Capital requirements

Solvency II provides for precise measurement of risk exposure. Tailor-made reinsurance products will allow optimization of risk capital for each product line.

Risk and capital

Solvency II is an economic and risk based regime. As a result, insurance companies should assess their risk exposures in a comprehensive way and ensure sufficient capital under a stress scenario. The Solvency Capital Requirement (SCR), which is defined as the 99.5% Value at Risk, must be met for all obligations arising from existing and new business for the following year. In other words, businesses' solvency capital must be sufficient to withstand a 1-in-200 year event. Measuring the required capital can be done with the standard formula (defined in legislation) or with a partial or full internal model, which can prove to be more complex.

Diversification and efficient capital allocation are more important than ever to the success of the insurance industry. Both impact on the entire value chain, including in product development, pricing, distribution and in portfolio management which will have a direct and measurable effect on capital requirements. Swiss Re has developed tools to help clients calculate their risk exposures under the new rules. We have cross-line expertise, encompassing presence and a highly diversified portfolio. Together this can effectively reduce the costs of Solvency II compliance and, more importantly, increase our clients' competiveness.

Role of reinsurance

Reinsurers have a key role to play in risk management and achieving diversification benefits.

Many reinsurance solutions have a long and successful track record for transferring risk and providing capital relief. Under Solvency II some reinsurance products will even allow clients to manage their economic balance sheets in a more precise way. Swiss Re provides reinsurance solutions to suit the particular needs of our customers. In particular, we can help clients conduct reviews of their risk appetite and provide the appropriate products to support this. We also aim to broaden our product portfolio to create solutions to new challenges that did not exist under the old regulatory framework. Contact us to find out how you can use reinsurance in the most effective way.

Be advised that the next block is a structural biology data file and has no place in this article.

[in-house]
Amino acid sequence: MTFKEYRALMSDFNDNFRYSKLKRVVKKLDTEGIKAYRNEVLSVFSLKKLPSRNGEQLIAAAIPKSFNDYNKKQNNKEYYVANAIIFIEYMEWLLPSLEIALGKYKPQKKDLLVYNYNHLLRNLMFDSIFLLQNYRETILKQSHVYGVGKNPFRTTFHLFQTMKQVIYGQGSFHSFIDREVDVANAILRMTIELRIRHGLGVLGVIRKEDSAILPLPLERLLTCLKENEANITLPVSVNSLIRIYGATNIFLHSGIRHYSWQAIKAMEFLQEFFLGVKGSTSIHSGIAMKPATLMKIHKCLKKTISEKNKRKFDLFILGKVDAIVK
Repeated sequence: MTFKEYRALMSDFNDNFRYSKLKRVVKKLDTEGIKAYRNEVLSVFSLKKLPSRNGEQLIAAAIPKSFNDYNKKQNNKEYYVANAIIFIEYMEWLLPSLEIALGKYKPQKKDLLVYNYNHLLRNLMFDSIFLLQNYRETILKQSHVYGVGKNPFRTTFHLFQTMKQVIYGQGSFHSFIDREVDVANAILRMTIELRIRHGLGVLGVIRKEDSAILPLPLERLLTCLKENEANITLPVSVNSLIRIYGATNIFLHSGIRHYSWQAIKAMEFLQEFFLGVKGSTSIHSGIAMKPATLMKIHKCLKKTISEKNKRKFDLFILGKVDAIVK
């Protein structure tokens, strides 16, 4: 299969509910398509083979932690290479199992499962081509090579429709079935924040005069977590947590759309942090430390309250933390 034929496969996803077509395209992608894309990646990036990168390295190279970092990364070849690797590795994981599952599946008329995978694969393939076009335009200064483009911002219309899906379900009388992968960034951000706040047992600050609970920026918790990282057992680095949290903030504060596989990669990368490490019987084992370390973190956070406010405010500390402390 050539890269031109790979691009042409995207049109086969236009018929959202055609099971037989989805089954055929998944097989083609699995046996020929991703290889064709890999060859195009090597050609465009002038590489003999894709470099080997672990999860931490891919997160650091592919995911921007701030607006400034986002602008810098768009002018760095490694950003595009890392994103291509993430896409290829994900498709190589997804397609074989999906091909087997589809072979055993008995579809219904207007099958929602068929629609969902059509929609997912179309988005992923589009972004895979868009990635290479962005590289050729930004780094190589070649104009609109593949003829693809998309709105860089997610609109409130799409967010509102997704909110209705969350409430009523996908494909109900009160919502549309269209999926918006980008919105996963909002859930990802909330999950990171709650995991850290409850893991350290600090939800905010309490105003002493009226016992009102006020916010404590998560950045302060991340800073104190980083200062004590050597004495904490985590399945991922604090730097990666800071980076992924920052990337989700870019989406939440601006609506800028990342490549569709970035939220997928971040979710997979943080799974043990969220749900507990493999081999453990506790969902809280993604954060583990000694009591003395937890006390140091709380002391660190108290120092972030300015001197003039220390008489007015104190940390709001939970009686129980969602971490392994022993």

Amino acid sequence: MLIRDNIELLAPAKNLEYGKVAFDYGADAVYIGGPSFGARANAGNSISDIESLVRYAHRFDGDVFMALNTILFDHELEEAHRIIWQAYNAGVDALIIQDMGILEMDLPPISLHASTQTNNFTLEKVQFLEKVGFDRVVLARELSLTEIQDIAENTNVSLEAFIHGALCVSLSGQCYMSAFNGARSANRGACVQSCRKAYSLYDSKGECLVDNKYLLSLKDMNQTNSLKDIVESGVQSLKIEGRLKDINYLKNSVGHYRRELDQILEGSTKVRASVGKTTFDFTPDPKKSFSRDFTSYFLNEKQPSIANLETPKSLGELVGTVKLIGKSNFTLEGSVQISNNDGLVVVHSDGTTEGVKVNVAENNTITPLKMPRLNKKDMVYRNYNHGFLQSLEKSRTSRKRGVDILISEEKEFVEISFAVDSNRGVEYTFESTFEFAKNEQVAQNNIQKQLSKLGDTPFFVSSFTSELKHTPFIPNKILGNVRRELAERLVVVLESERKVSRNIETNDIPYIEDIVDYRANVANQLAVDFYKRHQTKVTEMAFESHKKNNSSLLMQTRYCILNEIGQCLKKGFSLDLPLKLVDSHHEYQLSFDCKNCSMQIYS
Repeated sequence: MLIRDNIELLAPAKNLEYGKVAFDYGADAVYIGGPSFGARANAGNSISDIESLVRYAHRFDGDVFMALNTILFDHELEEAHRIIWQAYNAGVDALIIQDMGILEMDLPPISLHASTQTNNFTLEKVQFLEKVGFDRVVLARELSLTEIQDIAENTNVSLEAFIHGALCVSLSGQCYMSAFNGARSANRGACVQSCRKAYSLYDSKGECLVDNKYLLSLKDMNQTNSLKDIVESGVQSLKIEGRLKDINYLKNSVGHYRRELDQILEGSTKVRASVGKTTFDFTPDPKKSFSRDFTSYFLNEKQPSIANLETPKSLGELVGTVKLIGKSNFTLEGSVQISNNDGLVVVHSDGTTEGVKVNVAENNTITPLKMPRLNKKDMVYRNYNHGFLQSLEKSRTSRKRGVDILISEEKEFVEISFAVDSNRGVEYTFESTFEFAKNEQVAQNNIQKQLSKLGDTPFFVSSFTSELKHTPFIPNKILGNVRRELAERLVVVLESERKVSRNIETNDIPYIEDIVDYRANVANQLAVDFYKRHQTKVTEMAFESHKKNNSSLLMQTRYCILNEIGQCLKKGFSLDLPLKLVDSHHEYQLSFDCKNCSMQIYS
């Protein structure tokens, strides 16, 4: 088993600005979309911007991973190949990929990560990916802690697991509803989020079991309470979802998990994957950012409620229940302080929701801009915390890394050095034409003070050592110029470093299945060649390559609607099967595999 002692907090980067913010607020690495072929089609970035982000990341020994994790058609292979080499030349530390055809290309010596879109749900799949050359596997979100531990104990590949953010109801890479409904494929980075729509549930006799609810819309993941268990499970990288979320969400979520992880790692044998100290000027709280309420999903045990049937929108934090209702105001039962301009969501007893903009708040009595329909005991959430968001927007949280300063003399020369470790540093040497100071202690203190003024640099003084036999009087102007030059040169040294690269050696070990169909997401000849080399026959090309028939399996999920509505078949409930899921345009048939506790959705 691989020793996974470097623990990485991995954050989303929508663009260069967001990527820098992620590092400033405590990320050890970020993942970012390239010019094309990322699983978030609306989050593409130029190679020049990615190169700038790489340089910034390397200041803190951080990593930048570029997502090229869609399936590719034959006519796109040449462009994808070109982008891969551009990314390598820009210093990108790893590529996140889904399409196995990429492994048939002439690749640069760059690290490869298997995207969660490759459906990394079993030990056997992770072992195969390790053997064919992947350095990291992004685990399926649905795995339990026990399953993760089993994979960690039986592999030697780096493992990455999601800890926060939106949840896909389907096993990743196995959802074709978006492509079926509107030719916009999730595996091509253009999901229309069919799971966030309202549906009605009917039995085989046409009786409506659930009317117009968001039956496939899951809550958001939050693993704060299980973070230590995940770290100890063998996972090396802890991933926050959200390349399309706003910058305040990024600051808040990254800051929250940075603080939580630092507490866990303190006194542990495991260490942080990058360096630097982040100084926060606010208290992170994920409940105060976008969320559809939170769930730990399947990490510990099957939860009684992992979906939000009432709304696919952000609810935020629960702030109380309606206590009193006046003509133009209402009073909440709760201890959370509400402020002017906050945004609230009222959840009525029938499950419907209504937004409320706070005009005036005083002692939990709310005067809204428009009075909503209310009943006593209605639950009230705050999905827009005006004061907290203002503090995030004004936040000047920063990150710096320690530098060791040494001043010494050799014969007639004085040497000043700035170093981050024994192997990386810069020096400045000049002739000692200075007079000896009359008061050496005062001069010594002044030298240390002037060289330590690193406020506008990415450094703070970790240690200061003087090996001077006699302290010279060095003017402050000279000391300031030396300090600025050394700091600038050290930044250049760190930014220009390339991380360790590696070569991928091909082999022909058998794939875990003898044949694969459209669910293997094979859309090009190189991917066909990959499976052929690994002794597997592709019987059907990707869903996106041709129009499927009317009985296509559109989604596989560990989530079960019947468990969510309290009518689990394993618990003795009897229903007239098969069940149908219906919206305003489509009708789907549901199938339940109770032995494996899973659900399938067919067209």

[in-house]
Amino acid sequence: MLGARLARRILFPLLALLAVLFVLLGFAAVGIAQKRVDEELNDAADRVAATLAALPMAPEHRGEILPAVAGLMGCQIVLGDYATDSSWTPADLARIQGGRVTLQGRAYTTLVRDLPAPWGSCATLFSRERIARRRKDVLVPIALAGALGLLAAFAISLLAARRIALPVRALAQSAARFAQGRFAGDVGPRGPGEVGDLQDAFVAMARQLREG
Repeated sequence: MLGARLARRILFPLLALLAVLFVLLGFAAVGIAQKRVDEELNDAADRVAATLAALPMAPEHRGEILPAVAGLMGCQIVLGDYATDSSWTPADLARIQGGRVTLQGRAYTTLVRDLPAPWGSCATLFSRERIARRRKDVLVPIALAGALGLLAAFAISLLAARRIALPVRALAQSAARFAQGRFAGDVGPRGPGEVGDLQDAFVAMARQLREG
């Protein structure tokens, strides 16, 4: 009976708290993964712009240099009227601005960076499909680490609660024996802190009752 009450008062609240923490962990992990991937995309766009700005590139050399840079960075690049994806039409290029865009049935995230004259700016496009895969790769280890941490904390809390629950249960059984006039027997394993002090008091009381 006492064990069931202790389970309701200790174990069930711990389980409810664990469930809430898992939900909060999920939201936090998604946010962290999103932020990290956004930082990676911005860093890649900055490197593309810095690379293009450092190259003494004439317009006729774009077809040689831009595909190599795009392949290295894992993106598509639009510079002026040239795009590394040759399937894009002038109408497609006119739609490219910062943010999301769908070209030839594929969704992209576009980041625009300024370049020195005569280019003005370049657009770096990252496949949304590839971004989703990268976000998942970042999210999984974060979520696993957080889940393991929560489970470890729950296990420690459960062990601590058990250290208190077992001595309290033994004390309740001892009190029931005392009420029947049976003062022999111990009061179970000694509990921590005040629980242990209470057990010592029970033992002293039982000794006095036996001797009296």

Internal model

Many clients will use the standard formula to calculate their required capital, the benefits being comparability and relative simplicity. Clients may find that the standard formula does not take important aspects of their business into account, however. Diversification impacts of certain types of more complex reinsurance might not be adequately captured, leading insurers to develop their own partial or full internal model to calculate solvency requirements.

Under a partial internal model, companies may replace modules of the standard formula with internal models, eg for catastrophe risk. Developing and approving a full or partial internal model involves a high degree of complexity and resources, including efforts to ensure supervisory approval and ongoing model governance. This should be weighed against the benefits of getting better credit on diversification which can have a particularly high impact on complex portfolios. We will support clients using the standard formula by showing how reinsurance is dealt with and by finding the most effective way to ensure its benefits are fully taken into account.

Governance, ORSA and reporting...

Solvency II will introduce new rules on company governance and the Own Risk and Solvency Assessment (ORSA). Reinsurance is recognized as an effective tool to mitigate risks, therefore the adequacy of...

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Solvency II at Swiss Re

Swiss Re is extensively affected by Solvency II through our Europe-based subsidiaries despite being headquartered outside the European Economic Area (EEA). Our Swiss subsidiaries are regulated by the...

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